Zen to be soldered

lolfail9001

Golden Member
Sep 9, 2016
1,056
353
96
Considering that the very article contains demonstration of opposite being true (namely AM4 cpu in Bristol Ridge not being soldered), it is kind of hilarious.
 

superstition

Platinum Member
Feb 2, 2008
2,219
218
101
I think it's highly unlikely that AMD will go with polymer TIM for Summit Ridge, don't you?

The worst thing they could do is challenge Intel's superior process node by impeding thermal transfer with cruddy TIM. Intel can afford that luxury for segmentation but AMD can't — at least not for Summit Ridge.

No one cares about Bristol, do they?
 

.vodka

Golden Member
Dec 5, 2014
1,195
1,506
136
Considering that the very article contains demonstration of opposite being true (namely AM4 cpu in Bristol Ridge not being soldered), it is kind of hilarious.
Just like back in the 775 era, when we had the high end C2Ds that were soldered, and the Celerons and Pentiums that used TIM all sharing the same socket. Try delidding an E2xxx CPU, and an E6xxx (avoid Allendale parts, that is, Conroe-2M/L2 stepping, these aren't soldered) or E8xxx CPU. E2xxx uses TIM, Conroe-4M parts in E6xxx line are soldered, E8xxx parts are soldered. E7xxx cut down Wolfdales are TIM'd.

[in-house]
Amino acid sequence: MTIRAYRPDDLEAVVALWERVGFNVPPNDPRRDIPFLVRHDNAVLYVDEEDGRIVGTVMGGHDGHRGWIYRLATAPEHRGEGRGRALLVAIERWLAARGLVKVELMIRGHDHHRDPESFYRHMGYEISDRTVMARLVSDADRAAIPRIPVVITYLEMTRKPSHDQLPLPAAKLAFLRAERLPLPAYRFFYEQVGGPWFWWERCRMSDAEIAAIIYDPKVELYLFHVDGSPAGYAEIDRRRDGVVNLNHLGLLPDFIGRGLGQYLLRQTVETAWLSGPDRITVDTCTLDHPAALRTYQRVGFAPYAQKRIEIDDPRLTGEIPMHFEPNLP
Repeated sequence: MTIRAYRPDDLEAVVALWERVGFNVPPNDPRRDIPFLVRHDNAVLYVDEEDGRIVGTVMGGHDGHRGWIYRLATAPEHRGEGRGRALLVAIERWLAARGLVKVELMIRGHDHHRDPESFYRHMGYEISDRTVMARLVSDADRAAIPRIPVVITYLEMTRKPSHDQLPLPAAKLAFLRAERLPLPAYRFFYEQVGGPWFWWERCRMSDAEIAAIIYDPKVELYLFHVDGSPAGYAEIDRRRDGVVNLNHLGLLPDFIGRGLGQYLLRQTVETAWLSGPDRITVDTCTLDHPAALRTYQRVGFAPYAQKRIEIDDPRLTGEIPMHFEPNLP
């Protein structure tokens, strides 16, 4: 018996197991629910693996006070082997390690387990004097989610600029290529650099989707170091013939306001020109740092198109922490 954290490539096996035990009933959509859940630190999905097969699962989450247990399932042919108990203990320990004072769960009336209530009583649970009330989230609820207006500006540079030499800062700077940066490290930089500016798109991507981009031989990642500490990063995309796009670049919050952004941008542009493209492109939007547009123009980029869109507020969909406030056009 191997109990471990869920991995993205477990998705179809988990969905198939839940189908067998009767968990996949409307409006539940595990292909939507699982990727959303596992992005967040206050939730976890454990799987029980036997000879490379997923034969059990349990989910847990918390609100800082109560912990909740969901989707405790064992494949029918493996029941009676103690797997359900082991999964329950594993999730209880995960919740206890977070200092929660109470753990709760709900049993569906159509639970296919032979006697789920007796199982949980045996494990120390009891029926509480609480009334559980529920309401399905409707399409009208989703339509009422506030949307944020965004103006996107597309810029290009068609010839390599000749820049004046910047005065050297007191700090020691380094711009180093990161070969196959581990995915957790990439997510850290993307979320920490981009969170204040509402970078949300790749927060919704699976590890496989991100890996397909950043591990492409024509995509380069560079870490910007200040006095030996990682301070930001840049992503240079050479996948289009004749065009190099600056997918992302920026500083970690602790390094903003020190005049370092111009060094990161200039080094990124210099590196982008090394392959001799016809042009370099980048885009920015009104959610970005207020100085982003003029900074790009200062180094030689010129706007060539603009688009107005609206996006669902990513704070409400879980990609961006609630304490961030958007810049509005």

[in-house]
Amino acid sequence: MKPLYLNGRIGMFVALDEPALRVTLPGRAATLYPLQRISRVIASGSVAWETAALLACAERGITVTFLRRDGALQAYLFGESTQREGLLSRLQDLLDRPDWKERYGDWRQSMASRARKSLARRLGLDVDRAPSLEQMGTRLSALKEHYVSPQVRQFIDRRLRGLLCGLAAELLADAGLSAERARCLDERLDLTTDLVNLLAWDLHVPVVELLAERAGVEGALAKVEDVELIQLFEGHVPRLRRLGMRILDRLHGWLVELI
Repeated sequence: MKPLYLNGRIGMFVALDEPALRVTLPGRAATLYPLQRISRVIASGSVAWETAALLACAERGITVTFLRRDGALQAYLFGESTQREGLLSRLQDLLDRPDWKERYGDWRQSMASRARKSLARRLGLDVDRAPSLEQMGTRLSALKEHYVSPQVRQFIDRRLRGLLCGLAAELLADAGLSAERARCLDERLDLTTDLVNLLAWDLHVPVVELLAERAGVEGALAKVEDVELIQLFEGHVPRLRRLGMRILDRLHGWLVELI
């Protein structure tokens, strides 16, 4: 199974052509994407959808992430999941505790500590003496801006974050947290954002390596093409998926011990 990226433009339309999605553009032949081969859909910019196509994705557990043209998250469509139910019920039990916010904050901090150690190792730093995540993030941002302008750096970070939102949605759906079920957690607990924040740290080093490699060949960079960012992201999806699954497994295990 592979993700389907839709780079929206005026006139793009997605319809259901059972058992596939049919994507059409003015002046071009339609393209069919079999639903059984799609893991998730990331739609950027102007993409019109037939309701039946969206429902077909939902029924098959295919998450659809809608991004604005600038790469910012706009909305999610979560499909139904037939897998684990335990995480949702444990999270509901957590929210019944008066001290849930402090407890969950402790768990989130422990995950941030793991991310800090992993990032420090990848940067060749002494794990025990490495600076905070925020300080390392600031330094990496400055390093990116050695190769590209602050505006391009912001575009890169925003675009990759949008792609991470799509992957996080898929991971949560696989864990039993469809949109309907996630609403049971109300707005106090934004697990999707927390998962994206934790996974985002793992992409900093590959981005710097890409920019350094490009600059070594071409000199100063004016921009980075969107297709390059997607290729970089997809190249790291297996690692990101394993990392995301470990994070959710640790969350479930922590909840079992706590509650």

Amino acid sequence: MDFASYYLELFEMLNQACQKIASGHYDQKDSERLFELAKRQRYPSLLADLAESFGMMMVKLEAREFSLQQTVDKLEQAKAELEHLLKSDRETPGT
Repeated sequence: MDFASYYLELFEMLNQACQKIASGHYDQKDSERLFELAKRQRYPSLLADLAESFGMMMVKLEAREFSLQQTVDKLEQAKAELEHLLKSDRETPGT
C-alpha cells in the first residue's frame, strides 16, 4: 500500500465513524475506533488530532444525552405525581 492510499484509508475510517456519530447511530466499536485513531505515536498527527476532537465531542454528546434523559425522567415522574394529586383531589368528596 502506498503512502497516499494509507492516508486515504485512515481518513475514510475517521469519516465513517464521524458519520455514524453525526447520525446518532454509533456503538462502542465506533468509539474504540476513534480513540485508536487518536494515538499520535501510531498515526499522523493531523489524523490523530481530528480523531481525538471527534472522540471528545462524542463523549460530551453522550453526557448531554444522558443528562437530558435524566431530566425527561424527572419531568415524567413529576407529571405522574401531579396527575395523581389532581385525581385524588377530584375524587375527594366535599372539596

It's not hilarious nor a demonstration of the opposite. Would you waste money on soldering low wattage parts like BR? Zen in its Summit Ridge form isn't low wattage (95w TDP), and I find it not surprising that it's soldered. That's what should be done. That's gonna help over 4GHz.

Intel on the other hand cheaped out from Ivy onwards on high wattage CPUs using TIM for unlocked parts, leaving solder just for HEDT. A brain dead move IMO that hinders the very reason of existence for unlocked parts: overclocking and the need for a quick and effortless path for the heat to go to the heatsink.. solder.
 
Last edited:

bjt2

Senior member
Sep 11, 2016
784
180
86
Even if Bristol Ridge is not soldered, it overclcoks at 4.9GHz on air (the 65W part), with <1.4V. Not bad...
 

lolfail9001

Golden Member
Sep 9, 2016
1,056
353
96
Just like back in the 775 era, when we had the high end C2Ds that were soldered, and the Celerons and Pentiums that used TIM all sharing the same socket. Try delidding an E2xxx CPU, and an E6xxx (avoid Allendale parts, that is, Conroe-2M/L2 stepping, these aren't soldered) or E8xxx CPU.
You know what, i may just verify that, i do have Wolfdale Core 2 Duo and Core 2 Pentium, after all.
Even if Bristol Ridge is not soldered, it overclcoks at 4.9GHz on air (the 65W part), with <1.4V. Not bad...
Actually, it requires 1.431V and we have no clue if it is stable at all.
Because Bristol Ridge is suddenly Zen?
Because AM4 cpu suddenly means: "CPU that won't be available for 2 more months at least"?
AMD mention that in their presentation that it will be solder for Ryzen
Well, it basically convinces me that Summit Ridge is larger than 200mm^2. With all the joke a certain folks like to make about Intel's process not being dense at all, comparing it to GPUs for pete's sake, it sure is ironic that Zen looks to be even less dense.
 

.vodka

Golden Member
Dec 5, 2014
1,195
1,506
136
You know what, i may just verify that, i do have Wolfdale Core 2 Duo and Core 2 Pentium, after all.
The Pentium will have TIM, the C2D will be soldered. Clarifying my post, E2xxx will be TIM'd, E6xxx apart from L2 stepping (Conroe-2M) parts will be soldered, E8xxx will be soldered. No need to do your own CPUs, google around.